Ulcerative Colitis Diet

The Ulcerative Colitis Diet and Lactose Intolerance

Many dairy products can be troublesome for people who are lactose-intolerant. Lactose is a natural sugar that is found in many dairy products. If you're lactose-intolerant, your body isn't able to digest lactose very well. This can cause nausea, cramps, diarrhea, gas, and bloating. Though lactose intolerance is not caused by your ulcerative colitis, it may make your symptoms worse. You may be able to relieve these symptoms by:
  • Eating smaller amounts of dairy products
  • Using a dietary supplement, such as Lactaid®
  • Eating dairy products that are easier for your body to digest, like yogurt or low-lactose cheeses, such as Swiss or cheddar.
If you plan to reduce the amount of dairy products you eat, be sure to discuss this with your healthcare provider. You may need to find other ways to get the calcium and other nutrients that dairy products provide.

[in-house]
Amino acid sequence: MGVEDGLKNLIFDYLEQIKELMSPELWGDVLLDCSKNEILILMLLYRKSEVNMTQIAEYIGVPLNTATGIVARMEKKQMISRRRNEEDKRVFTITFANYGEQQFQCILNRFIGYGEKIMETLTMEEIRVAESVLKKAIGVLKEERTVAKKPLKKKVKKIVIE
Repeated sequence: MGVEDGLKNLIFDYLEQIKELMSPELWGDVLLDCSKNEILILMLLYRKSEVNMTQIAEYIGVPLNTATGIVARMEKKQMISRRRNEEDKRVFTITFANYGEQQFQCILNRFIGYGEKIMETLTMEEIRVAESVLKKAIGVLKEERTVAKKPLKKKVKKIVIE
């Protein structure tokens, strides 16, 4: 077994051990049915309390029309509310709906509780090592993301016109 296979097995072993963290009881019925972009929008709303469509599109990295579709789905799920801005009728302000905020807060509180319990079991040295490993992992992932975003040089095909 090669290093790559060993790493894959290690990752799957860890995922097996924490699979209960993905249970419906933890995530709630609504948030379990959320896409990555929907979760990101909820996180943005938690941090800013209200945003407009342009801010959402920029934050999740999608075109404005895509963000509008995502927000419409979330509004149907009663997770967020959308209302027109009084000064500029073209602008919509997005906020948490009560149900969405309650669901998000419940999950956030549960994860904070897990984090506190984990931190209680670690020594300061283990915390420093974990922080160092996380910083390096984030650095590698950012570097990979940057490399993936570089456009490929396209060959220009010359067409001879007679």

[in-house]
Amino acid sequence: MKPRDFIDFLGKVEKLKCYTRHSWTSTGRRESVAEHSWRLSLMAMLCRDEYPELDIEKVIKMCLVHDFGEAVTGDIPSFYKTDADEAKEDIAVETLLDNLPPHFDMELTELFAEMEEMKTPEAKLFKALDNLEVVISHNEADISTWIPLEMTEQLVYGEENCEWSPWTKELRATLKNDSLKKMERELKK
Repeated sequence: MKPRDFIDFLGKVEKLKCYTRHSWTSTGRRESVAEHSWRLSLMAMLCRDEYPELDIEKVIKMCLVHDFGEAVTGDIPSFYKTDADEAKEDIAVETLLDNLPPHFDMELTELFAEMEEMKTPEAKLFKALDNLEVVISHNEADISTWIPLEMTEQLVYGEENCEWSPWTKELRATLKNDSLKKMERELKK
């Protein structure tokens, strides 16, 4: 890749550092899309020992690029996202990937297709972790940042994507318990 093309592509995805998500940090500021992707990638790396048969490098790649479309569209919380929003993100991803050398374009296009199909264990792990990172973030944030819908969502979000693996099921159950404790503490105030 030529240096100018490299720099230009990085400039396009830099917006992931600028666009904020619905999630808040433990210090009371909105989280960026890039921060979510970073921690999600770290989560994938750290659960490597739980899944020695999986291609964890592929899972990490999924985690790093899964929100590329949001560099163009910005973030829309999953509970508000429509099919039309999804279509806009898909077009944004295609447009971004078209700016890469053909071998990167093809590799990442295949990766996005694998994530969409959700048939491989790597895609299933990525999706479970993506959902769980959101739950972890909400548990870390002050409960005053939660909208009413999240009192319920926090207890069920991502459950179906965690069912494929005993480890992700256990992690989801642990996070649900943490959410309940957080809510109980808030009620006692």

What to Do During Flare-Ups

People with active inflammatory bowel diseases, including ulcerative colitis, can have a reduced appetite and poor digestion. With time, all of these things can lead to malnutrition. Because of this, good nutrition is especially important if you have ulcerative colitis.
To ensure that you are getting enough vitamins and nutrients, your healthcare provider may recommend that you take a vitamin or iron supplement. Your healthcare provider may also recommend that you talk with a registered dietitian to help you with any potential problems with your diet.
During periods of chronic diarrhea, you may be at increased risk for dehydration -- which can lead to kidney problems. To avoid dehydration, be sure to drink plenty of water, especially during warm weather. Many healthcare professionals recommend drinking at least eight glasses of water a day.

Information on Ulcerative Colitis

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